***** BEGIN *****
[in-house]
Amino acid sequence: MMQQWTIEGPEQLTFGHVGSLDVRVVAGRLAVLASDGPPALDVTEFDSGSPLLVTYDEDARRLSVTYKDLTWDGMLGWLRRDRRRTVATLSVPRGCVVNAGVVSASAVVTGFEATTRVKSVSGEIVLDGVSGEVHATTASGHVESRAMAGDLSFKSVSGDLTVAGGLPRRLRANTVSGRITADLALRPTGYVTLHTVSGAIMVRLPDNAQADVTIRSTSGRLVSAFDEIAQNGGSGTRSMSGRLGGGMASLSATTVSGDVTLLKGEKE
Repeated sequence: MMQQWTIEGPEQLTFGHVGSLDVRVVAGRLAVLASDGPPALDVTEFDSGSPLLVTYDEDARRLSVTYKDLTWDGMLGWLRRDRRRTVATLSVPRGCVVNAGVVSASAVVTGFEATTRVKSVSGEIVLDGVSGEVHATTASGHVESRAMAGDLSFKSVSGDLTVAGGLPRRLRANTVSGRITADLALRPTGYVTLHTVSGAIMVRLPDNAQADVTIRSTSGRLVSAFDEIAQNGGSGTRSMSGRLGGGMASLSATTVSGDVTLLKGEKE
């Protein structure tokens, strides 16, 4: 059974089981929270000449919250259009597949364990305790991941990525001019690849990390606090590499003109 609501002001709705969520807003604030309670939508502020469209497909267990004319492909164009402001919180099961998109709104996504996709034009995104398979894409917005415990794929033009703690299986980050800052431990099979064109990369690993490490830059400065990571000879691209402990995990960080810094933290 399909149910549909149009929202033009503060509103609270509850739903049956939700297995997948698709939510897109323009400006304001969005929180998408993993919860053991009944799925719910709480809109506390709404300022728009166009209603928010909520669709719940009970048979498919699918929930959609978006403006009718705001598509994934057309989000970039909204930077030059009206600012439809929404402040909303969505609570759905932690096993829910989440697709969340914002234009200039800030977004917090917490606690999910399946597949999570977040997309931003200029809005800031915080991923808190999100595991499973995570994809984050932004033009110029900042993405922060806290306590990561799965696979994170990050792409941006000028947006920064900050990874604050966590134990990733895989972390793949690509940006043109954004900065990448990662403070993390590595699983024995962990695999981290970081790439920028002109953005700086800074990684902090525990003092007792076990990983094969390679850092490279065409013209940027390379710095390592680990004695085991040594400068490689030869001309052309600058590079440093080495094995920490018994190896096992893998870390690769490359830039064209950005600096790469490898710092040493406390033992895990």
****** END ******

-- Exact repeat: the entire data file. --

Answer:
[in-house]
Amino acid sequence: MMQQWTIEGPEQLTFGHVGSLDVRVVAGRLAVLASDGPPALDVTEFDSGSPLLVTYDEDARRLSVTYKDLTWDGMLGWLRRDRRRTVATLSVPRGCVVNAGVVSASAVVTGFEATTRVKSVSGEIVLDGVSGEVHATTASGHVESRAMAGDLSFKSVSGDLTVAGGLPRRLRANTVSGRITADLALRPTGYVTLHTVSGAIMVRLPDNAQADVTIRSTSGRLVSAFDEIAQNGGSGTRSMSGRLGGGMASLSATTVSGDVTLLKGEKE
Repeated sequence: MMQQWTIEGPEQLTFGHVGSLDVRVVAGRLAVLASDGPPALDVTEFDSGSPLLVTYDEDARRLSVTYKDLTWDGMLGWLRRDRRRTVATLSVPRGCVVNAGVVSASAVVTGFEATTRVKSVSGEIVLDGVSGEVHATTASGHVESRAMAGDLSFKSVSGDLTVAGGLPRRLRANTVSGRITADLALRPTGYVTLHTVSGAIMVRLPDNAQADVTIRSTSGRLVSAFDEIAQNGGSGTRSMSGRLGGGMASLSATTVSGDVTLLKGEKE
């Protein structure tokens, strides 16, 4: 059974089981929270000449919250259009597949364990305790991941990525001019690849990390606090590499003109 609501002001709705969520807003604030309670939508502020469209497909267990004319492909164009402001919180099961998109709104996504996709034009995104398979894409917005415990794929033009703690299986980050800052431990099979064109990369690993490490830059400065990571000879691209402990995990960080810094933290 399909149910549909149009929202033009503060509103609270509850739903049956939700297995997948698709939510897109323009400006304001969005929180998408993993919860053991009944799925719910709480809109506390709404300022728009166009209603928010909520669709719940009970048979498919699918929930959609978006403006009718705001598509994934057309989000970039909204930077030059009206600012439809929404402040909303969505609570759905932690096993829910989440697709969340914002234009200039800030977004917090917490606690999910399946597949999570977040997309931003200029809005800031915080991923808190999100595991499973995570994809984050932004033009110029900042993405922060806290306590990561799965696979994170990050792409941006000028947006920064900050990874604050966590134990990733895989972390793949690509940006043109954004900065990448990662403070993390590595699983024995962990695999981290970081790439920028002109953005700086800074990684902090525990003092007792076990990983094969390679850092490279065409013209940027390379710095390592680990004695085991040594400068490689030869001309052309600058590079440093080495094995920490018994190896096992893998870390690769490359830039064209950005600096790469490898710092040493406390033992895990």